|Unit system||SI base unit|
|Named after||William Thomson, 1st Baron Kelvin|
|1 K in ...||... is equal to ...|
|1 imp K in ...||... is equal to ...|
|°F||- 273.15 × 1.8 + 32|
The kelvin is the base unit of temperature in the International System of Units (SI), having the unit symbol K. It is named after the British scientist, Belfast-born Glasgow University engineer and physicist William Thomson, 1st Baron Kelvin (1824–1907). The Kelvin scale fulfills Thomson's requirements as an absolute thermodynamic temperature scale; it uses absolute zero as its null point (i.e. low entropy). Unlike degree Fahrenheit and degree Celsius, the kelvin is not referred to or written as a degree.
The kelvin is the primary unit of temperature measurement for the physical sciences, however it is often used in conjunction with degree Celsius, which has the same magnitude. The Kelvin scale was developed over 100 years after those other two temperature scales, and Celsius still remains the dominant scale in common use around the world.
The kelvin is now defined by fixing the numerical value of the Boltzmann constant k to 1.380649×10−23 J⋅K−1. Hence, one kelvin is equal to a change in the thermodynamic temperature T that results in a change of thermal energy kT by 1.380649×10−23 J. The relation between kelvin and Celsius is TK = t°C + 273.15; therefore, on the Kelvin scale, pure water freezes at 273.15 K and boils at 373.15 K in 1 atm.
See also: Thermodynamic temperature § History
In 1848, William Thomson, who was later ennobled as Lord Kelvin, wrote in his paper On an Absolute Thermometric Scale of the need for a scale whereby "infinite cold" (absolute zero) was the scale's null point, and which used the degree Celsius for its unit increment. Kelvin calculated that absolute zero was equivalent to −273 °C using the air thermometers of the time. This absolute scale is known presently as the Kelvin thermodynamic temperature scale. Kelvin's value of "−273" was the negative reciprocal of 0.00366—the accepted expansion coefficient of gas per degree Celsius relative to the ice point, giving a remarkable consistency to the currently accepted value.
In 1954, Resolution 3 of the 10th General Conference on Weights and Measures (CGPM) gave the Kelvin scale its modern definition by designating the triple point of water as its second defining point and assigned its temperature to exactly 273.16 kelvin.
In 1967/1968, Resolution 3 of the 13th CGPM renamed the unit increment of thermodynamic temperature "kelvin", symbol K, replacing "degree Kelvin", symbol °K. Furthermore, feeling it useful to more explicitly define the magnitude of the unit increment, the 13th CGPM also held in Resolution 4 that "The kelvin, unit of thermodynamic temperature, is equal to the fraction 1/273.16 of the thermodynamic temperature of the triple point of water."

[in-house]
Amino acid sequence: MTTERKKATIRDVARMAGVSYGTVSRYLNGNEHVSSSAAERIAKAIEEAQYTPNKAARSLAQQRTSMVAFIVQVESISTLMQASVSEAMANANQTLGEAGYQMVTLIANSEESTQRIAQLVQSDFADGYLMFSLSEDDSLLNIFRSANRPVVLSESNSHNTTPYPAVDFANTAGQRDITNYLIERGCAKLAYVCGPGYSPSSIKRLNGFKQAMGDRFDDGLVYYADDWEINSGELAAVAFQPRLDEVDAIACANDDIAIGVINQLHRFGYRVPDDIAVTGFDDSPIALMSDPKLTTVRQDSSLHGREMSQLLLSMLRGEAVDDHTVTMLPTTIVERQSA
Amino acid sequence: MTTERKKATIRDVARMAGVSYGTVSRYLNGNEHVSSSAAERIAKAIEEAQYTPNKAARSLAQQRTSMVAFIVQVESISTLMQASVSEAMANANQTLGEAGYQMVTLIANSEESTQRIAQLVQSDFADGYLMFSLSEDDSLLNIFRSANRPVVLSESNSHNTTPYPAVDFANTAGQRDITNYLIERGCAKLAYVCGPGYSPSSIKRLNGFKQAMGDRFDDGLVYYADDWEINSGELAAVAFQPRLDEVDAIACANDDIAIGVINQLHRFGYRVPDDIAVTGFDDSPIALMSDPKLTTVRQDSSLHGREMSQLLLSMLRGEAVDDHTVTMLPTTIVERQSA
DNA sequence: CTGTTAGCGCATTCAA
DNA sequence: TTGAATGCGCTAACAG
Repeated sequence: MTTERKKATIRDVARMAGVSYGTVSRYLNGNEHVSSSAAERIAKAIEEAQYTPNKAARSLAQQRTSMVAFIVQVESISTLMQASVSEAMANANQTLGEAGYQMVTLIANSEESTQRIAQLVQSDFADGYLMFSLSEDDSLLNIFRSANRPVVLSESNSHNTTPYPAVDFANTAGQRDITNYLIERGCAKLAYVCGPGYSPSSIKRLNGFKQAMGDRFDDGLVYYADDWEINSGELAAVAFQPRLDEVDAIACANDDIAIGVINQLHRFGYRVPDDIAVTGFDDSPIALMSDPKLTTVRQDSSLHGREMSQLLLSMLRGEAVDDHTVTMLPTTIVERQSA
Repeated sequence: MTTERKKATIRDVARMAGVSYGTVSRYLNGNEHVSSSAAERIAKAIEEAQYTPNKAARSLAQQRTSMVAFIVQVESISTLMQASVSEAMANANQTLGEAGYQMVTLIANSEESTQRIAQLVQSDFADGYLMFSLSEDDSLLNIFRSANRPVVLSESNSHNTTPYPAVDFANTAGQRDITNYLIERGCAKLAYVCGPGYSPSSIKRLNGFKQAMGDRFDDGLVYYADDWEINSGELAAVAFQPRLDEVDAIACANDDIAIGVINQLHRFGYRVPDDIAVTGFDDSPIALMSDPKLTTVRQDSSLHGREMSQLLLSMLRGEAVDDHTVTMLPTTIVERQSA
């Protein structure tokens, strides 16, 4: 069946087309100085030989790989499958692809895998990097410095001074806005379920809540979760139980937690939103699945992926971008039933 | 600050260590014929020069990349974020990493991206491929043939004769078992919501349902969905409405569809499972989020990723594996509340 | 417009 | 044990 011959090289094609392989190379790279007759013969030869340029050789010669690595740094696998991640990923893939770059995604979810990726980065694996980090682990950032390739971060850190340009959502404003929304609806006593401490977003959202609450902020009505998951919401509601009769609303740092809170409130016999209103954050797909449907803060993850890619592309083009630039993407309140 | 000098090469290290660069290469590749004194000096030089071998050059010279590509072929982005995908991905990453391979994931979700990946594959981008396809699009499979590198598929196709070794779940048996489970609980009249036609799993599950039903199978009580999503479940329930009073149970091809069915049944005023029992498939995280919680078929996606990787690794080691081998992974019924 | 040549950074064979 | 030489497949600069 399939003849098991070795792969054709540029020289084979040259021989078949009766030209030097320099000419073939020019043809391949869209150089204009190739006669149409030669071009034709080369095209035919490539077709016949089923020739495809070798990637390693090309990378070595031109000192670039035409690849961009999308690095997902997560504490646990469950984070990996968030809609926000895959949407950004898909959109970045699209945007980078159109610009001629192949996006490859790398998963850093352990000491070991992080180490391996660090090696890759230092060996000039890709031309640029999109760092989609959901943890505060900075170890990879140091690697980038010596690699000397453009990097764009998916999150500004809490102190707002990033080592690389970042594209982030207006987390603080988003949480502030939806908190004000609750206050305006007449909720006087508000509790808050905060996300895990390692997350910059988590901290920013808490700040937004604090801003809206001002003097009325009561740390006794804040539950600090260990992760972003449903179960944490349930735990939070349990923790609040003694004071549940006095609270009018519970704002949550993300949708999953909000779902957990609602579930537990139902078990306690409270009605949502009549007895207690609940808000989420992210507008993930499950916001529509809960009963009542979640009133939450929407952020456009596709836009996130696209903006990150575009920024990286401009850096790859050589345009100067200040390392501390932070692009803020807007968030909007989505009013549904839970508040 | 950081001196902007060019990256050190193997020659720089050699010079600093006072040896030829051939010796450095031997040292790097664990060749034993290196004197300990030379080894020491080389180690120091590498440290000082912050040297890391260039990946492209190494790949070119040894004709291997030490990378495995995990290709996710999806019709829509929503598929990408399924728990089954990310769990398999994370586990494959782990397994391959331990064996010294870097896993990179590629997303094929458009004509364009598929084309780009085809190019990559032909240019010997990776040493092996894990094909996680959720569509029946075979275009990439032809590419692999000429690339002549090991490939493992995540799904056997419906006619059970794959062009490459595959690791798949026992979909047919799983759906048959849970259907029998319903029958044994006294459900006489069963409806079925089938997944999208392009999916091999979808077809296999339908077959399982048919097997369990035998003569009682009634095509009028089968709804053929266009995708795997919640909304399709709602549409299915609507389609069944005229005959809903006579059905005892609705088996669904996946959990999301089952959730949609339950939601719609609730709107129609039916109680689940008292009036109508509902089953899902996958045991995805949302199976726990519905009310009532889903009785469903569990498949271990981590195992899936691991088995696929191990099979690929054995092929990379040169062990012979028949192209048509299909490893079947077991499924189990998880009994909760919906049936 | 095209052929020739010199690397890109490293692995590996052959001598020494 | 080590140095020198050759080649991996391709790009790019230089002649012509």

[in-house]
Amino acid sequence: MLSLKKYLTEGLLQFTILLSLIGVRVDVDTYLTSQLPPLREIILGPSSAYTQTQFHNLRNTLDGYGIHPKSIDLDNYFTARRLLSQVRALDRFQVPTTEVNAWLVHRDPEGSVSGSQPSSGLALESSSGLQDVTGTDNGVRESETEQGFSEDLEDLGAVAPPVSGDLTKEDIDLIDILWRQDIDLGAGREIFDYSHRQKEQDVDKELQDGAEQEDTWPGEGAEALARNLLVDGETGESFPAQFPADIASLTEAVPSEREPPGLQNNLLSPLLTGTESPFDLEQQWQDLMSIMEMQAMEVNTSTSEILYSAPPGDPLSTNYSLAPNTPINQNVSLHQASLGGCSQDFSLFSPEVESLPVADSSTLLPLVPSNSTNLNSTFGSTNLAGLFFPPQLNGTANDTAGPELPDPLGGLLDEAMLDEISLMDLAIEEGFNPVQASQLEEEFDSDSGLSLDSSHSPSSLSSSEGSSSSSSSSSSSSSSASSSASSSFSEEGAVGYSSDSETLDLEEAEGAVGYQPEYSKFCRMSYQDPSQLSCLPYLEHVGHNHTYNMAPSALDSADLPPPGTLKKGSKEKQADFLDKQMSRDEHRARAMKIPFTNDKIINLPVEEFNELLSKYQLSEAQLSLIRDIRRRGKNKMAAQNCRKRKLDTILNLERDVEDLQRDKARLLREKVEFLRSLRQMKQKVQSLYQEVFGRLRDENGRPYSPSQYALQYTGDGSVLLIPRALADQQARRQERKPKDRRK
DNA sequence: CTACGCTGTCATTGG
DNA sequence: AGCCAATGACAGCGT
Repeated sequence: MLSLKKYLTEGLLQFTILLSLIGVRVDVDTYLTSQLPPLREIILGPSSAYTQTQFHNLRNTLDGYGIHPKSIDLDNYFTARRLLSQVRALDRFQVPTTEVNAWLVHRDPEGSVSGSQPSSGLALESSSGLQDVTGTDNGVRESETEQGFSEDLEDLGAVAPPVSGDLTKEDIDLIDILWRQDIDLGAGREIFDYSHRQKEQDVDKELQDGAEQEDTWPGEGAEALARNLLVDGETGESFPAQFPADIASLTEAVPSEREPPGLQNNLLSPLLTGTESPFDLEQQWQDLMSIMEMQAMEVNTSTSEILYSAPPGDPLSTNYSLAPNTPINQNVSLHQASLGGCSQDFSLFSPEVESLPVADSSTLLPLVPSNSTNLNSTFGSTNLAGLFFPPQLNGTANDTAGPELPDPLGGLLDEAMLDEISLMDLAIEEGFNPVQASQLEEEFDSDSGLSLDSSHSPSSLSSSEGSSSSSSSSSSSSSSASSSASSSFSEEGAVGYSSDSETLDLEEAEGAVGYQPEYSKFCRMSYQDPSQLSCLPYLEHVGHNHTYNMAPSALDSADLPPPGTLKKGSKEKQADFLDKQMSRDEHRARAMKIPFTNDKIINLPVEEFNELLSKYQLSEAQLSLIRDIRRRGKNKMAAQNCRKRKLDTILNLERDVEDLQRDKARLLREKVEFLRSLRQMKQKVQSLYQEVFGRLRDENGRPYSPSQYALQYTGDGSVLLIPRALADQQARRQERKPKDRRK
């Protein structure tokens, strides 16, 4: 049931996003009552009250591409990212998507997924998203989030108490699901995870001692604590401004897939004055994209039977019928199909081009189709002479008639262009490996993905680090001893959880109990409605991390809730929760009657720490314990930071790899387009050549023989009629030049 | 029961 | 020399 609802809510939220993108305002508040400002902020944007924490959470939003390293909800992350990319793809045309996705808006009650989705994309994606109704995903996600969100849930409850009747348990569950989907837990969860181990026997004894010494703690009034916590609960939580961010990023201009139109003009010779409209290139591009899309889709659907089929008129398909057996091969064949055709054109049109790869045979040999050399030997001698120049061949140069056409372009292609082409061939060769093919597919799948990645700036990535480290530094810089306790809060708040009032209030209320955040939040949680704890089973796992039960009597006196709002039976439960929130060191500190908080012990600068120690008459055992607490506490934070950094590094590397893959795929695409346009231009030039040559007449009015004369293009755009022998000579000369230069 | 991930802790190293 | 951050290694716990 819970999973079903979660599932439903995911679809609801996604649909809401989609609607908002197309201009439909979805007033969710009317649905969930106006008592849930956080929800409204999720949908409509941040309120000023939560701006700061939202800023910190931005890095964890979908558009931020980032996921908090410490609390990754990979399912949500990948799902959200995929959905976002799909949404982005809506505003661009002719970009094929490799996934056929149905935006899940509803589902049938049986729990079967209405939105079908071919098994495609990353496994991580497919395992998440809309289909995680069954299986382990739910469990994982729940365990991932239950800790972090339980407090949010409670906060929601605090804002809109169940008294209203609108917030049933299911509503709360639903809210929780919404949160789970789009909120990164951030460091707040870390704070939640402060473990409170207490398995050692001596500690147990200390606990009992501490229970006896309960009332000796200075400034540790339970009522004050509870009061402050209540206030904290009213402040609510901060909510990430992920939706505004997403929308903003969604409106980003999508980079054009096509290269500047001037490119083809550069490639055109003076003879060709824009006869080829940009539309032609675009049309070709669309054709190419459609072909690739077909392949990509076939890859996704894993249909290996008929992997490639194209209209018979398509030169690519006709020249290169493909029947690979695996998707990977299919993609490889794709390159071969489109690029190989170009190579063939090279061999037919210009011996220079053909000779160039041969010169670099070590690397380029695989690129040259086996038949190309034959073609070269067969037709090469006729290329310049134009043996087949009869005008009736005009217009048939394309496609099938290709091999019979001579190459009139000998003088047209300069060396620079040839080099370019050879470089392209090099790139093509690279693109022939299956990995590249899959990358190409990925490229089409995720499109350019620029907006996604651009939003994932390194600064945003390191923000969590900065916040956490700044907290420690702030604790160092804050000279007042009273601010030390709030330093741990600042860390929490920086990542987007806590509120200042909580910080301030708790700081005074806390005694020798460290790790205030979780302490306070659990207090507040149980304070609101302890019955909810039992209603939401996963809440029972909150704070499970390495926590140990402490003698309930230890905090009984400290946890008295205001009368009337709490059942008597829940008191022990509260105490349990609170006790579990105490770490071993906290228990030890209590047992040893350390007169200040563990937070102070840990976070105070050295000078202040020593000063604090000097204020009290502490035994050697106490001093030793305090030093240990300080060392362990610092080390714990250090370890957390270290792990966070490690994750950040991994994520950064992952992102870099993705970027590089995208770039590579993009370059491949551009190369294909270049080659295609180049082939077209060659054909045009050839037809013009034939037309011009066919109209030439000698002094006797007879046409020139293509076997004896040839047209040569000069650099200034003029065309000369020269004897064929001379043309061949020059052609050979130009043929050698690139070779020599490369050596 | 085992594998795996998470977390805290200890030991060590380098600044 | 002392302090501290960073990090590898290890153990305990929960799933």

In 2005, the Comité International des Poids et Mesures (CIPM), a committee of the CGPM, affirmed that for the purposes of delineating the temperature of the triple point of water, the definition of the Kelvin thermodynamic temperature scale would refer to water having an isotopic composition specified as Vienna Standard Mean Ocean Water.
On 16 November 2018, a new definition was adopted, in terms of a fixed value of the Boltzmann constant. With this change the triple point of water became an empirically determined value of approximately 273.16 kelvin. For legal metrology purposes, the new definition officially came into force on 20 May 2019, the 144th anniversary of the Metre Convention.
According to the International Bureau of Weights and Measures, when spelled or spoken, the unit is pluralised using the same grammatical rules as for other SI units such as the volt or ohm (e.g., "... the triple point of water is exactly 273.16 kelvins"). When reference is made to the "Kelvin scale", the word "kelvin"—which is normally a noun—functions adjectivally to modify the noun "scale" and is capitalized. As with most other SI unit symbols (angle symbols, e.g., 45° 3′ 4″, are the exception) there is a space between the numeric value and the kelvin symbol (e.g., "99.987 K"). (The style guide for CERN, however, specifically says to always use "kelvin", even when plural.)
Before the 13th CGPM in 1967–1968, the unit kelvin was termed a "degree", the same as with the other temperature scales at the time. It was distinguished from the other scales with either the adjective suffix "Kelvin" ("degree Kelvin") or with "absolute" ("degree absolute") and its symbol was °K. The latter term (degree absolute), which was the unit's official name from 1948 until 1954, was ambiguous since it could also be interpreted as referring to the Rankine scale. Before the 13th CGPM, the plural form was "degrees absolute". The 13th CGPM changed the unit name to simply "kelvin" (symbol: K). The omission of "degree" indicates that it is not relative to an arbitrary reference point like the Celsius and Fahrenheit scales (although the Rankine scale continued to use "degree Rankine"), but rather an absolute unit of measure which can be manipulated algebraically (e.g., multiplied by two to indicate twice the amount of "mean energy" available among elementary degrees of freedom of the system).